Critics and their power to close a Broadway show.

Brendan Frasier and Denis O'hare

Wowsa…the Denis O’hare and Brendan Frasier play “Elling” is playing it’s last performance tonight after having only played 9 performances.  That’s a considerably short run.  The producers’ decision to close the show probably came after the almost unanimously bad reviews.

Haven’t seen the show myself, but it definitely irks me as a writer to think that critics have so much bearing on the life of a play.  Is there any other industry where bad reviews have so much power?

Here’s why:

On any given night, somewhere around 65% of the audience of a broadway show is made up of tourists to NYC.  If tourists are going to pay $126.50 to see a broadway show, they want to make sure they’re paying for something they’re going to like.

Ben Brantley, critic for the New York Time. Arguably the most influential ciritc of NYC theatre.

So how do most tourists decide what show to see?  Along with reviews there are: 1) headliners/stars in the show, 2) commercial draw of the show, or 3) recognizable title/property (The Addams Family, The Lion King, etc.).  If people don’t know anything about a show, chances are they’re going take the critic’s word for it.

With Elling, I heard absolutely nothing about this show during or before it’s arrival on broadway…and when you hear absolutely nothing about a show and you work in the theater industry, that’s usually not a good sign.  Though I imagine no talk about a show is definitely better than bad buzz…

But it got me thinking…what are some other notoriously short broadway runs in recent history?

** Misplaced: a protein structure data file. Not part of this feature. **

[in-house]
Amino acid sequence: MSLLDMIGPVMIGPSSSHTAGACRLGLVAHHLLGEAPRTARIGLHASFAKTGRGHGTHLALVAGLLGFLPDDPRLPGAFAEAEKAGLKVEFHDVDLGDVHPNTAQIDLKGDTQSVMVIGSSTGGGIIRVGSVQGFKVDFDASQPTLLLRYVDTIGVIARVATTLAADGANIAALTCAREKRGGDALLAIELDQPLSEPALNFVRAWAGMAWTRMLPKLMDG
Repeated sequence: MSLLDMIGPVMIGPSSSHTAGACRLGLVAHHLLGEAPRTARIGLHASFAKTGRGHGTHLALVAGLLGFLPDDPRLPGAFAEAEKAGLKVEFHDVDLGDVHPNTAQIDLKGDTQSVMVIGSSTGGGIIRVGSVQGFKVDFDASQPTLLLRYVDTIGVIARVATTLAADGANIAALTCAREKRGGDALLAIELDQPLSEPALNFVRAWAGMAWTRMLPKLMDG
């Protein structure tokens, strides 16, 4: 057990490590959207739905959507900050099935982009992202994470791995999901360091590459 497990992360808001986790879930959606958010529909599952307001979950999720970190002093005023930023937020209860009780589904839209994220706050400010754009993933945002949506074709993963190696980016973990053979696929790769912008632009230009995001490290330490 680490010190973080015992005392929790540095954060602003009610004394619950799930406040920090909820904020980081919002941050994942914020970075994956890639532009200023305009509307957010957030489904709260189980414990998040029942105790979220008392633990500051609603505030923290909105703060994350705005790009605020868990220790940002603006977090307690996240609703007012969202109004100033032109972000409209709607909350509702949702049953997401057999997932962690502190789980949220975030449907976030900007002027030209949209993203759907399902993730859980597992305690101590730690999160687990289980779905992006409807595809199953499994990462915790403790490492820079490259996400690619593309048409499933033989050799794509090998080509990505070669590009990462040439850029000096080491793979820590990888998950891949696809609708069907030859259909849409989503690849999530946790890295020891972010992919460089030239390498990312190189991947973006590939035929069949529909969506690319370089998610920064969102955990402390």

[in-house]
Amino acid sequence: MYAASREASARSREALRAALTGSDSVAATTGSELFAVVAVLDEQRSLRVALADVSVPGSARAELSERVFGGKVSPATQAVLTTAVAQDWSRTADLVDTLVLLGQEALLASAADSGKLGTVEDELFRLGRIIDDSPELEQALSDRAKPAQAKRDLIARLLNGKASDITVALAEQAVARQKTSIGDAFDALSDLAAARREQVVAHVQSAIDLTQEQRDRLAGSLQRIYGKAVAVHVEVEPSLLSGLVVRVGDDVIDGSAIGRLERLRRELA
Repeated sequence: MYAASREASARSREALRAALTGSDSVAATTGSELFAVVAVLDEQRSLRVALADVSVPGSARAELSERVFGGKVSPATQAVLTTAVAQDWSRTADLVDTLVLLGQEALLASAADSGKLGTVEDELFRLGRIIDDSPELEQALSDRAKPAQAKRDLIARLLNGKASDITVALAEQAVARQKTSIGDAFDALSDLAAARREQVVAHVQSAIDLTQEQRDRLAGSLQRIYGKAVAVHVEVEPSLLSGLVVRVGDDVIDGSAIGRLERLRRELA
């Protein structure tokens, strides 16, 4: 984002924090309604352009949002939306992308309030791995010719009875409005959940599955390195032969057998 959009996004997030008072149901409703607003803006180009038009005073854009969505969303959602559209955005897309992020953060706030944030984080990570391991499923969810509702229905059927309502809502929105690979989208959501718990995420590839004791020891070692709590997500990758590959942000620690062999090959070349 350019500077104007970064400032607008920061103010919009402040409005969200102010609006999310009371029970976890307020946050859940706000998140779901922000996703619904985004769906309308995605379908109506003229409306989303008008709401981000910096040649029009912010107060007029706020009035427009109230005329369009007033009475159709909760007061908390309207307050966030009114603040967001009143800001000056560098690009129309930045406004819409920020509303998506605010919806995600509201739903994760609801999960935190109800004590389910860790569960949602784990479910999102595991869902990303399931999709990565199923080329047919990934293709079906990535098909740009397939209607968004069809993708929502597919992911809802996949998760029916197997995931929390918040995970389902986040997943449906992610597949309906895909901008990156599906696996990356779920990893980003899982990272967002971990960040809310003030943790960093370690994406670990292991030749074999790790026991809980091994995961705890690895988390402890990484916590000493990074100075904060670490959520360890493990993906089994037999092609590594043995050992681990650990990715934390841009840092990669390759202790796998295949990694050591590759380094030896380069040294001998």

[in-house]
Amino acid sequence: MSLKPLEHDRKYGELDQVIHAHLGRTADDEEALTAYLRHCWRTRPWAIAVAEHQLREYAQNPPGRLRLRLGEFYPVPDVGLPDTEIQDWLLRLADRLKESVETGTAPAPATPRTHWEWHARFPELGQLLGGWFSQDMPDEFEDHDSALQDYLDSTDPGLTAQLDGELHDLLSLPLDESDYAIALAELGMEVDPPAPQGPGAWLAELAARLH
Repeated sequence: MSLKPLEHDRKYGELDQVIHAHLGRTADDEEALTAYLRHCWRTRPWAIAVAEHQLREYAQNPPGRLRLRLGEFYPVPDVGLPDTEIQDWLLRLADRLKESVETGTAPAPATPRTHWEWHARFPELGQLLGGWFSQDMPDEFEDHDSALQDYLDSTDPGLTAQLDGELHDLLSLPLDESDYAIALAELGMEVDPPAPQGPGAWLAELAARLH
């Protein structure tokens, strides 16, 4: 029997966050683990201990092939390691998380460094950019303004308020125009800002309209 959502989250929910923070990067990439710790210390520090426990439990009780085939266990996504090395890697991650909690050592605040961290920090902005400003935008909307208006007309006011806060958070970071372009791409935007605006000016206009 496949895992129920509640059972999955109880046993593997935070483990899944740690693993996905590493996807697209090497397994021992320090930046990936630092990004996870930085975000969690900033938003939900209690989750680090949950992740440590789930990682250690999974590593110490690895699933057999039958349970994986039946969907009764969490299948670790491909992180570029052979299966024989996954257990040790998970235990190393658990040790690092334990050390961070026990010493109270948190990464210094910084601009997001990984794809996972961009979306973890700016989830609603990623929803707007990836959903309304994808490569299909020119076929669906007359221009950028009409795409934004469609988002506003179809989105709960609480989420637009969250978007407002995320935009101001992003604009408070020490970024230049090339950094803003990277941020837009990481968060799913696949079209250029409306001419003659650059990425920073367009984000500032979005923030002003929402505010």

1) Enron – played 9 performances

2) Story of My Life – played 5 performances

3) Brighton Beach Memoirs – the recent revival played 9 performances

4) The Oldest Confederate Widow Tells All – played 1 performance

5) Glorydays – played 1 performance

The last two are somewhat infamous because they essentially opened on the same night that they closed.

-mk

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2 Responses to Critics and their power to close a Broadway show.

  1. Esther says:

    Honestly, I don’t think the tourists read up on Ben Brantley’s latest reviews before deciding which show to see. They’re going to see “one” show on their trip to New York. They look for something familiar, something with performers they recognize, something mom and dad can take the kids to see (boys and girls) something they may have heard about because a friend or neighbor or coworker saw it or because a Broadway show made it into the larger cultural buzz. I just think for most tourists (an increasing number of whom come from overseas) Brantley and the other MSM critics are way down on the relevance chain.

  2. Eric Grunin says:

    Elling was on life support when it opened. The producers had no clue how to promote it, so there was no advance and no buzz.

    As a result, their only hope was money notices, which it didn’t deserve. Twenty-four reviews without a single rave tells it all (See http://goo.gl/SLEIV ). I liked it better than the Times, but Isherwood’s points were all well taken.

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